Lucid Culture

JAZZ, CLASSICAL MUSIC AND THE ARTS IN NEW YORK CITY

Illimanjaro Boils Over in a Good Way

It’s always fun to discover a band as absolutely unique as Illimanjaro. They play a lot of punk and ska shows, but they venture out a lot further than either of those styles. For one, they’re a rare drummer-led rock band, joining the ranks of New Order (on the first album, anyway), Terry Anderson’s OAKTeam, New York rock en Espanol stars New Madrid and of course Moulty & the Barbarians (Phil Collins doesn’t qualify as rock, and anyway he doesn’t play drums anymore, does he?). On their new album Boiling Point, Proph the drummer supplies lead vocals – with bass player Furious George taking over on the sixth track. Pep, their guitarist is a one-man guitar army and a master of a million styles, from ambitious Tom Morello-style metal/funk, to 70s art-rock, to punk, blues and reggae. The songwriting is creative, switching from one style to another in a split-second; the energy level is through the roof. There’s definitely a Rage Against the Machine influence, but Illimanajaro are a lot more psychedelic (and interesting, when you think about it), with tinges of dub and even latin sounds.

The first track is hip-hop over a fiery funk/metal groove and an eerily atmospheric, psychedelic guitar interlude. The eight-minute epic Danger twists and weaves like a cruiserweight, through a surprisingly poppy, catchy chorus, a Santana-esque passage and then down to the rumble of the bass and drums – and then another another endless wall of cumulo nimbus guitar. And then it segues into a woozy but bracing dub-metal instrumental. The fourth track, Born to Believe starts out with a jagged late 80s indie/noiserock vibe, like Sonic Youth at their most focused and then morphs into slashing late-70s chorus-box powerpop with a searing, period-perfect bluesmetal guitar solo. The next song, White Girl Living in Bushwick is a slow jam, a real surprise, dedicated not to a gentrifier from Boca Raton or Lake Wayzata, but to a girl who grew up a little further out in Brooklyn, in Sheepshead Bay who now calls Bushwick Bill’s old turf her home.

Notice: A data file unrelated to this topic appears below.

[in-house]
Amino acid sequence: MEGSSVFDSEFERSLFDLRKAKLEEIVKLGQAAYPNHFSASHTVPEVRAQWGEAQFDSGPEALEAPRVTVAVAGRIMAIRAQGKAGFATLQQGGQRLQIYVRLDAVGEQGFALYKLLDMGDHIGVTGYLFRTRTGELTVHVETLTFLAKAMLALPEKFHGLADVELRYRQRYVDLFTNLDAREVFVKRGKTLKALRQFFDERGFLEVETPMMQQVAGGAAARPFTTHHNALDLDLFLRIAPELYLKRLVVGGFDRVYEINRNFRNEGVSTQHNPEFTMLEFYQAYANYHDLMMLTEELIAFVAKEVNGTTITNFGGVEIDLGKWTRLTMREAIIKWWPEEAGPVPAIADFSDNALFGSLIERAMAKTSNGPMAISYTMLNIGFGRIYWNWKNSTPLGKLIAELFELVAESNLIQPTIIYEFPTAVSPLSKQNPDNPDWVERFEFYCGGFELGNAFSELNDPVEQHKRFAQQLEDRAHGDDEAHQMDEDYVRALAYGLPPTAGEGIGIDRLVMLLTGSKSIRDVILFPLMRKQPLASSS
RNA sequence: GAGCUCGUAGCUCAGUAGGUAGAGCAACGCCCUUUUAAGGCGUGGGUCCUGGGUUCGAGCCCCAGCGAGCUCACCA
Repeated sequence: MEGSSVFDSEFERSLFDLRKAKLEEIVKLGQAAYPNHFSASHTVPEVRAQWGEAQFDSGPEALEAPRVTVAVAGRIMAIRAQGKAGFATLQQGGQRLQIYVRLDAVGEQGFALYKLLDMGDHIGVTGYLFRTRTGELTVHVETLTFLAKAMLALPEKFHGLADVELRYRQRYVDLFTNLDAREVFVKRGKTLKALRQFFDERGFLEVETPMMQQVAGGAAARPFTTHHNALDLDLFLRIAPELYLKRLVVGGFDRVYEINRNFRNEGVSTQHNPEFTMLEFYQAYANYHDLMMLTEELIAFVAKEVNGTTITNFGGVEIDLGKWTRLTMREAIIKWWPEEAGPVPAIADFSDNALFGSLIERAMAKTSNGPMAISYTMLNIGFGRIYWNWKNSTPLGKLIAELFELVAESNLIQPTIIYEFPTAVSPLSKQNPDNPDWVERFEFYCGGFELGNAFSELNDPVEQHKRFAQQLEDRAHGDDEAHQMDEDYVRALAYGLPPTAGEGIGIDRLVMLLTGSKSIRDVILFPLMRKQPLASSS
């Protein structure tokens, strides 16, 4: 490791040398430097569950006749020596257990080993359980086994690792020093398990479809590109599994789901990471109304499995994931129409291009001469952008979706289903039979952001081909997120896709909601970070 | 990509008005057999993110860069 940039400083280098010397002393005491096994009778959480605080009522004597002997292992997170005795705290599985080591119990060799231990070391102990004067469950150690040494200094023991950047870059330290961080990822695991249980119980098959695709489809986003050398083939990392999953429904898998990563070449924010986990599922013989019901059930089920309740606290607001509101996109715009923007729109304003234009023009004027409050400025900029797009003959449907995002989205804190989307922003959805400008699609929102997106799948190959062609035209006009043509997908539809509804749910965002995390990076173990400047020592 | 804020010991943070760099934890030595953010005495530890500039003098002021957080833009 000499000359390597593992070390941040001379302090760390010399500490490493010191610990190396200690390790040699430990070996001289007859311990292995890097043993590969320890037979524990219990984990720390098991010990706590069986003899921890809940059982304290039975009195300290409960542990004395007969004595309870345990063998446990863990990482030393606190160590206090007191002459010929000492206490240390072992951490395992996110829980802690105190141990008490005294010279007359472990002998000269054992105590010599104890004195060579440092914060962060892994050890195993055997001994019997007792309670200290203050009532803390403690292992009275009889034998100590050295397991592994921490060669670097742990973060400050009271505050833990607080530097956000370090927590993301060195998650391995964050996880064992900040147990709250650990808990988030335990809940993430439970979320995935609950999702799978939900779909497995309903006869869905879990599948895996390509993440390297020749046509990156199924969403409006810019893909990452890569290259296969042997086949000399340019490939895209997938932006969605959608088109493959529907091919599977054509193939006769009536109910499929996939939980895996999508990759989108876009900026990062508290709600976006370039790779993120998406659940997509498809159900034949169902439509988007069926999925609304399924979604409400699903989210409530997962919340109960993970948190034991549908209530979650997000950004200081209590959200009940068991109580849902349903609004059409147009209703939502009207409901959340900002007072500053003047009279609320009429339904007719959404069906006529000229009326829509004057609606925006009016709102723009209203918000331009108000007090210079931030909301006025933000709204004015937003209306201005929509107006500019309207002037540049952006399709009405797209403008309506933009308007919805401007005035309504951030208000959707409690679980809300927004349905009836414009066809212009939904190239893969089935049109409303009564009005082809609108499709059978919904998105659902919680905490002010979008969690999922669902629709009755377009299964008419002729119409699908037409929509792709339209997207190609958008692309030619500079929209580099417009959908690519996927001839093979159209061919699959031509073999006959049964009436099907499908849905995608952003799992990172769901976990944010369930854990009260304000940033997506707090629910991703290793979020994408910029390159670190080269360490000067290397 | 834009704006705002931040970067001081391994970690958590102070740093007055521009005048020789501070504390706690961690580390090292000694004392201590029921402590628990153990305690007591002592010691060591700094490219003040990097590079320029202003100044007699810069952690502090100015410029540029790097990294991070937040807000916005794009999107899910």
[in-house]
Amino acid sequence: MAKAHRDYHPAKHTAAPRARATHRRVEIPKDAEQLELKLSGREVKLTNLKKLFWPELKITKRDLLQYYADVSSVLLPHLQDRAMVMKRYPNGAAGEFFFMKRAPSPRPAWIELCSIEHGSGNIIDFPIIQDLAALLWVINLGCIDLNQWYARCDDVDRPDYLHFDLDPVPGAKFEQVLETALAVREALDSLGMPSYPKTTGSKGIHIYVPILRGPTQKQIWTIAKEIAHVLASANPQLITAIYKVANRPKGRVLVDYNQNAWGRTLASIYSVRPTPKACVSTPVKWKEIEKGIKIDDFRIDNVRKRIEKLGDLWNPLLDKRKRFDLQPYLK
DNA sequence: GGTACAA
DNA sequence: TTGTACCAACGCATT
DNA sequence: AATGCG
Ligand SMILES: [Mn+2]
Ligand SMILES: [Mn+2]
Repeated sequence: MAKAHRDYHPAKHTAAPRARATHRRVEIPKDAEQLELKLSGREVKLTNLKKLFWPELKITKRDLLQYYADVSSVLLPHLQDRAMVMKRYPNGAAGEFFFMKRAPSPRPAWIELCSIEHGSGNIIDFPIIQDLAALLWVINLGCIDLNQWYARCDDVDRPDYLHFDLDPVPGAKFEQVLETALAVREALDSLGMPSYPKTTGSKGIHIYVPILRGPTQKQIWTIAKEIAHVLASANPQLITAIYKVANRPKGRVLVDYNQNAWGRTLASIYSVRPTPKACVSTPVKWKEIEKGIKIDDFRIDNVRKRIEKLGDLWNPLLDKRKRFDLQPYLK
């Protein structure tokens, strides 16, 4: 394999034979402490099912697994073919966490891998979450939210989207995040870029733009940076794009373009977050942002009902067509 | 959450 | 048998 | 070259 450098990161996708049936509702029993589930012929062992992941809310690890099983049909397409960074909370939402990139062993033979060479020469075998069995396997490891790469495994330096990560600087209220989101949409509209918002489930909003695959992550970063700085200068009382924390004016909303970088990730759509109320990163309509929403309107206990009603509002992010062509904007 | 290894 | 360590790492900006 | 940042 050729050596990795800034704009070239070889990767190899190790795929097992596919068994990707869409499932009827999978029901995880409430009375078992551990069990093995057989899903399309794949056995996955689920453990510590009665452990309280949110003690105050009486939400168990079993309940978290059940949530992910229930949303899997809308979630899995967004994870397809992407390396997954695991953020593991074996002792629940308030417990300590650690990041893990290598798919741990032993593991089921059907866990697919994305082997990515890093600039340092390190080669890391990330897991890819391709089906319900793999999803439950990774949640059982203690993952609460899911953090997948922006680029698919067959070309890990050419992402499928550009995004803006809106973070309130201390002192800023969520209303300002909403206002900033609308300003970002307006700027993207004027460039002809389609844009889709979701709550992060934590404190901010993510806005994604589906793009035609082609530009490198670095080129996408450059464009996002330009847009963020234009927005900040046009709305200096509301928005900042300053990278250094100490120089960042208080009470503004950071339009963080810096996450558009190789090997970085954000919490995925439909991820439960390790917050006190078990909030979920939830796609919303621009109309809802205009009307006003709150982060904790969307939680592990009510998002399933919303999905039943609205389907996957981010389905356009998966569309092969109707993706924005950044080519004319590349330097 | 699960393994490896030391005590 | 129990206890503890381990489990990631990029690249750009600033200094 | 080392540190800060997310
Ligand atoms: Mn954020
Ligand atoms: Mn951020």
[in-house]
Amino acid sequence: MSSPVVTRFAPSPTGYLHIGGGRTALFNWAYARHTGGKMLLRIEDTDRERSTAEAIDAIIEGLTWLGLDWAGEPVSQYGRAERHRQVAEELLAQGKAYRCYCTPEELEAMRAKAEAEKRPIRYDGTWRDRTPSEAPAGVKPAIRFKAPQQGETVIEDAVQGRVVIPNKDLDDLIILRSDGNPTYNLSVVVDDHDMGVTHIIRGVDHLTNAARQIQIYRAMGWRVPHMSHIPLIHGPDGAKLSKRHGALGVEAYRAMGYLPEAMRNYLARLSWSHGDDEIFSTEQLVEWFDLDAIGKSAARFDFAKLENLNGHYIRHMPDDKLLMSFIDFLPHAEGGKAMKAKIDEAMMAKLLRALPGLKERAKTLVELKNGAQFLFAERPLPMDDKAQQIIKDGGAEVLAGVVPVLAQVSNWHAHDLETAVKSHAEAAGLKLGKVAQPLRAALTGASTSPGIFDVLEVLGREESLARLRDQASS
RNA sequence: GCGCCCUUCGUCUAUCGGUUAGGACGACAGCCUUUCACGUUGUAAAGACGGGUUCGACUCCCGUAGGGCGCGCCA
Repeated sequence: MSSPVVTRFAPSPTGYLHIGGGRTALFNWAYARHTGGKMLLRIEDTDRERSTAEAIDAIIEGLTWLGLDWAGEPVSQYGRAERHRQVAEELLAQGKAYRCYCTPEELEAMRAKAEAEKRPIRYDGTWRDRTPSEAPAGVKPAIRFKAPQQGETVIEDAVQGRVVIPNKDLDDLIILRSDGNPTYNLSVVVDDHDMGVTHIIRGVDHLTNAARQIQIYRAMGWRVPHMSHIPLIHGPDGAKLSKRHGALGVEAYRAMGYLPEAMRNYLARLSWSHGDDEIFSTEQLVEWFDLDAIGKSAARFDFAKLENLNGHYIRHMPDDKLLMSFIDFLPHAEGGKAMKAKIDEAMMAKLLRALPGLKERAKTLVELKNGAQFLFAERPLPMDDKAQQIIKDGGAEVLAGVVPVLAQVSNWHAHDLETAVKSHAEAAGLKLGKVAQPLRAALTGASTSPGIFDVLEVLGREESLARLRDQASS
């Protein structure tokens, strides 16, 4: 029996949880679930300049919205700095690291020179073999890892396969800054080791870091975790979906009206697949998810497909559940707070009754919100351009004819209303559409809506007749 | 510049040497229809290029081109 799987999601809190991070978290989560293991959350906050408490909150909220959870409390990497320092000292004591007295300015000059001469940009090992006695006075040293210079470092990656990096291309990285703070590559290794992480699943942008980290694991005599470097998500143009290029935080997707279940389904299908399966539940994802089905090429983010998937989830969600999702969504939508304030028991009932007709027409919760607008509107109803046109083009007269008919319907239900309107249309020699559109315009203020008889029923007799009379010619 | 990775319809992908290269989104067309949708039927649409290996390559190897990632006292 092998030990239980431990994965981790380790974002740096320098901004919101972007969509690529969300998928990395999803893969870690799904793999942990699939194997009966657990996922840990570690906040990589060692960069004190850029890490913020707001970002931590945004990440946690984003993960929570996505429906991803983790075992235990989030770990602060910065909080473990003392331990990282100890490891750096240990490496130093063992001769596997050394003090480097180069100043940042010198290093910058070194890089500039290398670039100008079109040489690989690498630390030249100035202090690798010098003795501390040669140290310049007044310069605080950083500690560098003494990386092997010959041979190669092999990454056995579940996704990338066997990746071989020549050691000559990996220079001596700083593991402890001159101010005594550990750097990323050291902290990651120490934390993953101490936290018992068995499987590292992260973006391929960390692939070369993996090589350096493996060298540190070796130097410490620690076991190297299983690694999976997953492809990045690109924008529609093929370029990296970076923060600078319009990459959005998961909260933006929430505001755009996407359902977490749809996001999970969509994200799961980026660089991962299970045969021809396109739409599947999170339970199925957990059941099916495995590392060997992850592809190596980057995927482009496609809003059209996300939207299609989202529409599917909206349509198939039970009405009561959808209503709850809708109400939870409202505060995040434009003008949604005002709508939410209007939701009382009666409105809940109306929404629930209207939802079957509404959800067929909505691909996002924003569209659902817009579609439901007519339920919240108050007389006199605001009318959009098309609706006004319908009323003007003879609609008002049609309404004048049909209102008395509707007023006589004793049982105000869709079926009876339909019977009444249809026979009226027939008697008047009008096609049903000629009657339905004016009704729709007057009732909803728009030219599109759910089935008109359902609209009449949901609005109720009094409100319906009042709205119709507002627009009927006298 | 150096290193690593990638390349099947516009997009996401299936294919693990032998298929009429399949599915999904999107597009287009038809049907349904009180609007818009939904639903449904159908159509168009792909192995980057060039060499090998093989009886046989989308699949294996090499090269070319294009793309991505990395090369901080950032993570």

The kiss-off anthem 6th Time Around takes a Sabbath-style riff and makes funky dub out of it, like an artsier version of the Bad Brains. The band end the album by taking a stab at making art-rock out of singsongey Warped Tour punk/pop. So many flavors, it’s insane. Illimanjaro’s next gig is at four in the afternoon on the Hell Gate stage at Astoria Park, Hoyt Ave. South and Ditmars Blvd. in Astoria this Saturday the 24th; their next one after that is August 6 at the Silent Barn in Ridgewood.

July 21, 2010 - Posted by | funk music, Music, music, concert, review, Reviews, rock music | , , , , , , , , , , , , , , , , , , , , , , , , , , , , ,

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